24 November 2010

Yet We Must Abide

I would like to respond at some length to a comment made on my previous entry, Thoughts on Scans and Pat Downs.  Kristin wrote:
"What's interesting is that your comment "when a decision is made" doesn't include any of our individual concerns when they make their decision, but yet we must abide. And even with this loss of individual rights, are we really that much more 'secure?'"
First, some may consider the fact that the head of the TSA, an executive branch appointee, has to be confirmed by the Senate.  Because both the President and Senators are elected, one might argue that the electorate has had a voice in who heads the agency which makes the rules under which the electorate must operate.  Take that for what it is worth, which is not much, substantively, in my thinking.

What drives the executive branch - in particular the agencies which would have to respond to events like another 9-11 or hurricane Katrina - to make the policy decisions is a desire to avoid a negative response from the electorate after an horrific event.  Heads roll after horrible events; they don't tend to roll before a potential event.  Thus, there is at least some self-preservation operating with regard to the rule makers.

This self-preservation is not, on their part, an irrational act by the policy makers - if keeping their jobs is highly important to them.  The idea, particularly in urban areas, that the federal government must respond energetically and omnipotently to a disaster.  Most notably was the outcry for the lack of federal response to hurricane Katrina, particularly from the people and politicians in New Orleans - never mind the total lack of response from the truly responsible parties at the city and state levels.  President Bush never recovered politically from the false impression that the lack of a federal response to Katrina caused the city to be decimated and the urban population to suffer.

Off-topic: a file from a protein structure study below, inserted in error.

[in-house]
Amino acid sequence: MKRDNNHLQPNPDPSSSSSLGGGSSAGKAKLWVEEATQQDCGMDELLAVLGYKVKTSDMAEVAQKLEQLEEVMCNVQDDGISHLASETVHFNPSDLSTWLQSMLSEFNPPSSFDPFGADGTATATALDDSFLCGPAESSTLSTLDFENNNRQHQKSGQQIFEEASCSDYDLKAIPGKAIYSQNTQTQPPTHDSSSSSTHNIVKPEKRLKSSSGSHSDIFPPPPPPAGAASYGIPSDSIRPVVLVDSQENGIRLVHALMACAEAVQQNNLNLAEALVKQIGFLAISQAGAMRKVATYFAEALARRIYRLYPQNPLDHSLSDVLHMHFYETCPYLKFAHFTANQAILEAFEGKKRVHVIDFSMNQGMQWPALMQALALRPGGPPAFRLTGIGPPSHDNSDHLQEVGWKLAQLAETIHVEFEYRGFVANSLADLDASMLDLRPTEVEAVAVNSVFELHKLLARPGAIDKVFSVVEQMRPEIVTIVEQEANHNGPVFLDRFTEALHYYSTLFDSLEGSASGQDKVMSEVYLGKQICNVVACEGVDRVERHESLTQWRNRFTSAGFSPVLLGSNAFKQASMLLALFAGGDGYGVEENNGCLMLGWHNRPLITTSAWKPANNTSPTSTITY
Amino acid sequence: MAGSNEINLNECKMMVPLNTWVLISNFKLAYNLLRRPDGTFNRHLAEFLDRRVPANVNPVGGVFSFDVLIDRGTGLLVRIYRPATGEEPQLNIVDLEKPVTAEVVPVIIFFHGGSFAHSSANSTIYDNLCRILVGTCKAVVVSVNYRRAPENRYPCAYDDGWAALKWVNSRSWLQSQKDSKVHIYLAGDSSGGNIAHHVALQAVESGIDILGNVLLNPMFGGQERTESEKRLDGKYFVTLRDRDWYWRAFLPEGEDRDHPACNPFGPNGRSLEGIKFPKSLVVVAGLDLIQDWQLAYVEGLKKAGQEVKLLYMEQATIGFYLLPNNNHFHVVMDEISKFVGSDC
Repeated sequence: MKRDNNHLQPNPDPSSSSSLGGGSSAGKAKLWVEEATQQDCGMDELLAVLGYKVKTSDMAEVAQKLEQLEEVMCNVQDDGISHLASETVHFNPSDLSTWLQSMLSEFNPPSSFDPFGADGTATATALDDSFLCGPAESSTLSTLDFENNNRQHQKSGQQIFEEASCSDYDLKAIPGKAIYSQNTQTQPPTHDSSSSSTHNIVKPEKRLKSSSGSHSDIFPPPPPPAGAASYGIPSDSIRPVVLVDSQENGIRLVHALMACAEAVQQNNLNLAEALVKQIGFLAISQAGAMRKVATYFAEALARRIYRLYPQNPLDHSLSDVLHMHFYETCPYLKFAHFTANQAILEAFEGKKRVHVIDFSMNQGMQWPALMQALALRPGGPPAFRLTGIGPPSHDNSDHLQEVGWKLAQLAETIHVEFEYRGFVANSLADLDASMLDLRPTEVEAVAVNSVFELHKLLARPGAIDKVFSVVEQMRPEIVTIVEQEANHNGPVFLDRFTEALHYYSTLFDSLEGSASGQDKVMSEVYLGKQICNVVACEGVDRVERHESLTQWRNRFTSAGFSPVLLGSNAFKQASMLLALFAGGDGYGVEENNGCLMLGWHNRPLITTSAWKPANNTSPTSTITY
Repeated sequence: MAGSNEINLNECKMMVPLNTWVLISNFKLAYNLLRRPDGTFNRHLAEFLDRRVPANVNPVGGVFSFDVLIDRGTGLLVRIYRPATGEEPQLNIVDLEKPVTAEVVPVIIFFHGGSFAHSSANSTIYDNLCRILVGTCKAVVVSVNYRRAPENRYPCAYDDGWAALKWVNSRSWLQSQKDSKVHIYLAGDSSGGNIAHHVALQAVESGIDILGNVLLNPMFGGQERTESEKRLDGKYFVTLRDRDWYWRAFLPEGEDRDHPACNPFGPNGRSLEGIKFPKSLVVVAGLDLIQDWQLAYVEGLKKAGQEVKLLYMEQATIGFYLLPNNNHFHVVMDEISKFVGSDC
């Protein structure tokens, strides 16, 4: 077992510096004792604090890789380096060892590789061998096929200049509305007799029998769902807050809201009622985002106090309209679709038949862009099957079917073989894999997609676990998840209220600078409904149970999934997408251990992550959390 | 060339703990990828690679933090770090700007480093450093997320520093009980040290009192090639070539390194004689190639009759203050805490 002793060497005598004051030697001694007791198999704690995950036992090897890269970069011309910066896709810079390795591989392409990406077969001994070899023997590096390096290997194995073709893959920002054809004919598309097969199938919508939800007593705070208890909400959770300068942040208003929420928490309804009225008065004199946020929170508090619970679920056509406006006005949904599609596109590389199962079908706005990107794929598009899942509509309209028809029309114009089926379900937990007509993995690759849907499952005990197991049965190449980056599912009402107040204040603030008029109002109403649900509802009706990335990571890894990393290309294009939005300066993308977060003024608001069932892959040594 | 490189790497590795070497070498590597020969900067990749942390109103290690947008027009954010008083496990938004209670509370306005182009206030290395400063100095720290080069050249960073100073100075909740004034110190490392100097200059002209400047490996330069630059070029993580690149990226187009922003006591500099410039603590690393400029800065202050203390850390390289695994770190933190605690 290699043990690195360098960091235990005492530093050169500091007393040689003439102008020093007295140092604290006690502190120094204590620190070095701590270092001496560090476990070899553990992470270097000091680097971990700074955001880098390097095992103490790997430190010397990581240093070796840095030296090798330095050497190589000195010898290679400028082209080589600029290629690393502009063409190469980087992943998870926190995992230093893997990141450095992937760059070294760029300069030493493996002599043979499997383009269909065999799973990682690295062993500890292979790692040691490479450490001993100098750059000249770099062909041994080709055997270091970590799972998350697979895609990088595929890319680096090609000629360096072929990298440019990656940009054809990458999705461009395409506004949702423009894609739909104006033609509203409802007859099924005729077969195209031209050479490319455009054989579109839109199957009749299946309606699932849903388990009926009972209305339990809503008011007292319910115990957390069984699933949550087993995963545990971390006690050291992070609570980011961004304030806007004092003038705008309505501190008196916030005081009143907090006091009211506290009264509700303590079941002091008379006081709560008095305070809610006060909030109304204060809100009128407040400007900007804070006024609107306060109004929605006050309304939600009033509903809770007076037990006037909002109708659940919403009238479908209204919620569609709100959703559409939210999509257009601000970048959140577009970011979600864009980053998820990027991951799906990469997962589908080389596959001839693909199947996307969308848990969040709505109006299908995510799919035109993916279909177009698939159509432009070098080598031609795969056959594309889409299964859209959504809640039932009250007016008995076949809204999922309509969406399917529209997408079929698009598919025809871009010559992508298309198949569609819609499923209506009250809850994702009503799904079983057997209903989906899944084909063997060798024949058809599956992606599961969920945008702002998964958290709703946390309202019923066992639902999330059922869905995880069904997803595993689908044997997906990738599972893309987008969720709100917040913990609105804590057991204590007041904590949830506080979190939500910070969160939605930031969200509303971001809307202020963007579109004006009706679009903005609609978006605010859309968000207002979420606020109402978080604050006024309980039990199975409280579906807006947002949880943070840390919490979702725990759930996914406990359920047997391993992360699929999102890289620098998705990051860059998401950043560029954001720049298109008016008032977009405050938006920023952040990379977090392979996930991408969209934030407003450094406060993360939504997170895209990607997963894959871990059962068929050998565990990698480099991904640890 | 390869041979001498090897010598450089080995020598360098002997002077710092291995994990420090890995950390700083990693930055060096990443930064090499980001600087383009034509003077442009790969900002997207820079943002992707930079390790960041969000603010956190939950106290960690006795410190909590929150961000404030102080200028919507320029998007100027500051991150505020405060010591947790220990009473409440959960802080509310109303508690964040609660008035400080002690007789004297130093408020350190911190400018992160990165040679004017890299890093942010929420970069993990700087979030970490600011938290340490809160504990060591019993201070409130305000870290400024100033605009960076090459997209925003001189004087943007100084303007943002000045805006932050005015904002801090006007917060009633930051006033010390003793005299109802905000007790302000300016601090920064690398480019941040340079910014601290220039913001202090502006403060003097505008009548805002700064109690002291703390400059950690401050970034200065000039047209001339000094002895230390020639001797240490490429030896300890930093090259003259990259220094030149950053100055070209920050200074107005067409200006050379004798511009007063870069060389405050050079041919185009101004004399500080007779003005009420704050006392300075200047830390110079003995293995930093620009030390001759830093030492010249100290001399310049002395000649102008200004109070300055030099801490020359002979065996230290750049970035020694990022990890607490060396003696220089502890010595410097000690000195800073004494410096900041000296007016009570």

As a result, politicians and policy makers don't want to get "Katrina'd" and therefore come up with preemptive measures which can be pointed to in case some horrific event does happen.  These measures are the "but we did (insert preventative measure here), so we cannot be blamed" tactic.

The sad truth is that the part of the electorate that demands an energetic and omnipotent federal response to tragedy bears much of the blame for such policies.  So, if the TSA does not want to have its collective head handed to it by the public, then rules, procedures, and policies become more and more stringent - just in case something might could happen.

I could go on to discuss the infantilization of the electorate, zero-tolerance culture and such, but it is sufficient to say that TSA frisks and such are a result of a not-so-uncommon desire on the part of the electorate to be protected from tragedy.  The TSA may not have asked explicitly for public opinion, but public responses to past tragedies and political self-preservation drive decisions.  I don't expect government agencies to change "safety uber alles" mantra any time soon, if ever.  But then again, that's just my read on it; I could be wrong.

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